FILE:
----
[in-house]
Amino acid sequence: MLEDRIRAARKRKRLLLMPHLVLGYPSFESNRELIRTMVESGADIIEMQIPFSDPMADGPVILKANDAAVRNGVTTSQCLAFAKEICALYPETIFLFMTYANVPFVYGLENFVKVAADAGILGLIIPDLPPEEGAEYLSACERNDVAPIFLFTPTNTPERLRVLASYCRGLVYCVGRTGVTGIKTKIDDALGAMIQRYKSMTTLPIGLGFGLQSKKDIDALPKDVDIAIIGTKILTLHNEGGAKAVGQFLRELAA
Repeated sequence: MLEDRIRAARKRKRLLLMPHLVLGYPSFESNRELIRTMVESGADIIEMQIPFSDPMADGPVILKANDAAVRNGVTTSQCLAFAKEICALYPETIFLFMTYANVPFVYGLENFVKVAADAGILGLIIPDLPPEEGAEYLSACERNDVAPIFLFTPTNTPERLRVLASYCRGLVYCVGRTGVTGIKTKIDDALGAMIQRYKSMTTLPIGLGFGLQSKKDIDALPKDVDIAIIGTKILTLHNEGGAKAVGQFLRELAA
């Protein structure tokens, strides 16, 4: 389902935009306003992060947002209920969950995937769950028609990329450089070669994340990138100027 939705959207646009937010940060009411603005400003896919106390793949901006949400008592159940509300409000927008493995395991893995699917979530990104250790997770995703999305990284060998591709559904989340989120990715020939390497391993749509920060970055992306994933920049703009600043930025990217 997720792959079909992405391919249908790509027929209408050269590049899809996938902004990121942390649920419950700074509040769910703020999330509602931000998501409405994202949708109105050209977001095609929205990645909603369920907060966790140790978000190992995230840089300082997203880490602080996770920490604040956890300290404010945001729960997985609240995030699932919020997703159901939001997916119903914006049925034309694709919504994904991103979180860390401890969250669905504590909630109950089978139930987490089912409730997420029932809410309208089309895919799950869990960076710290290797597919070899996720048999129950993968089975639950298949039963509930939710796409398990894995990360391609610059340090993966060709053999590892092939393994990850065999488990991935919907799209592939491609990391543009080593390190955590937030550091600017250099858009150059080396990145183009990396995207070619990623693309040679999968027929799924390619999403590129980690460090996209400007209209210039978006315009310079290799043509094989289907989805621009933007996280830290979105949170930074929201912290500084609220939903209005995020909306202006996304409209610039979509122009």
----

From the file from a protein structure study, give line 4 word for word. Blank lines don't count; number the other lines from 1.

């Protein structure tokens, strides 16, 4: 389902935009306003992060947002209920969950995937769950028609990329450089070669994340990138100027 939705959207646009937010940060009411603005400003896919106390793949901006949400008592159940509300409000927008493995395991893995699917979530990104250790997770995703999305990284060998591709559904989340989120990715020939390497391993749509920060970055992306994933920049703009600043930025990217 997720792959079909992405391919249908790509027929209408050269590049899809996938902004990121942390649920419950700074509040769910703020999330509602931000998501409405994202949708109105050209977001095609929205990645909603369920907060966790140790978000190992995230840089300082997203880490602080996770920490604040956890300290404010945001729960997985609240995030699932919020997703159901939001997916119903914006049925034309694709919504994904991103979180860390401890969250669905504590909630109950089978139930987490089912409730997420029932809410309208089309895919799950869990960076710290290797597919070899996720048999129950993968089975639950298949039963509930939710796409398990894995990360391609610059340090993966060709053999590892092939393994990850065999488990991935919907799209592939491609990391543009080593390190955590937030550091600017250099858009150059080396990145183009990396995207070619990623693309040679999968027929799924390619999403590129980690460090996209400007209209210039978006315009310079290799043509094989289907989805621009933007996280830290979105949170930074929201912290500084609220939903209005995020909306202006996304409209610039979509122009």